For a small community, Greenfield, Mo., was plagued with what appeared to be major inflow and infiltration (I&I) problems. The sewer pipes...
AquaSonics International, based in Atlanta, Ga., has developed a desalination process which it says can provide safe drinking water for poor countries at a fraction of the cost of other methods -- rapid spray evaporation (RSE)
"The company has produced portable units capable of converting up to 11,000 liters of water a day and is now scaling up the technology for much larger desalination plants," New Scientist magazine reported yesterday.
The new process does not force salt water through a fine filter in a procedure known as reverse osmosis, nor use traditional desalination methods.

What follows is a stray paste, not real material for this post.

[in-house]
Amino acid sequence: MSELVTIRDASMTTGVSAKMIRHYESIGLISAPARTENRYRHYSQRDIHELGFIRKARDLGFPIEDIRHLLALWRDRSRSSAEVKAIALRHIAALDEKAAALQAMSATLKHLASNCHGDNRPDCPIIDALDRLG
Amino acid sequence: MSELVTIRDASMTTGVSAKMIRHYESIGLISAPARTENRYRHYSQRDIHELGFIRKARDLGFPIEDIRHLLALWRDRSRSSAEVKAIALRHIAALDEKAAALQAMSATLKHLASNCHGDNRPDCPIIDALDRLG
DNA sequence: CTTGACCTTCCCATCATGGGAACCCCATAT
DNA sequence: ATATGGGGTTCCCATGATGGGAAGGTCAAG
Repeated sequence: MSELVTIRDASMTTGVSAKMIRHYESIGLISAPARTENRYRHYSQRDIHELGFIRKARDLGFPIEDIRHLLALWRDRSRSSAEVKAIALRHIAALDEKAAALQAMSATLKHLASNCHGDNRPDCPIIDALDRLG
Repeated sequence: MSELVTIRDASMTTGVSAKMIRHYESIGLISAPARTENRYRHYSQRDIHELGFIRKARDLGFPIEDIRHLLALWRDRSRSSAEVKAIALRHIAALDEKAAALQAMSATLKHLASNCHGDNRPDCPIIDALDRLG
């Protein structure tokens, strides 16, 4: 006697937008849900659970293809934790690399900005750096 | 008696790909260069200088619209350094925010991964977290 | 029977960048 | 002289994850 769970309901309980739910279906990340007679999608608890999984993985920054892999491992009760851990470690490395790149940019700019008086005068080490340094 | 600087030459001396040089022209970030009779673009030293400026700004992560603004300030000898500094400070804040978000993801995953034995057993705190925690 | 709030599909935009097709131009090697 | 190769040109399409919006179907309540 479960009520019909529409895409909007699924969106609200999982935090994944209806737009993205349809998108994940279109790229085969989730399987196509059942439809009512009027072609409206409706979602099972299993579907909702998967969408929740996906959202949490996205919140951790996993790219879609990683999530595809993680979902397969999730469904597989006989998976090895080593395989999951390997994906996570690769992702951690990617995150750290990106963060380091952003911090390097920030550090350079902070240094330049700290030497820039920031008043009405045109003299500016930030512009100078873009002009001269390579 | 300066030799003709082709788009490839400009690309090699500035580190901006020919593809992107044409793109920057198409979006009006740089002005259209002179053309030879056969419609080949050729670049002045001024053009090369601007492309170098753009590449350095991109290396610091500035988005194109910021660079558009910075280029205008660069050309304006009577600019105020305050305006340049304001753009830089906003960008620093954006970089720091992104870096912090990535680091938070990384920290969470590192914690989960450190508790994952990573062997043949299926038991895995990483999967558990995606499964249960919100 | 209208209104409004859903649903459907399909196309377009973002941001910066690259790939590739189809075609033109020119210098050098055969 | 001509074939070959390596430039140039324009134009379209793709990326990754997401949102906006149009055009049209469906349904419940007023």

"RSE ejects the salt water through a nozzle into a stream of heated air, forming a mist of droplets which vaporize almost instantly," according to the magazine.
Solid flakes of salt fall to the bottom of the container during the process and can be collected.
Henry Lloyd, the chief of AquaSonics, told the magazine the operating costs of RSE are about one-third those of conventional desalination methods alone.
"Our process attains near 100 percent efficiency for recovery of fresh water," he said.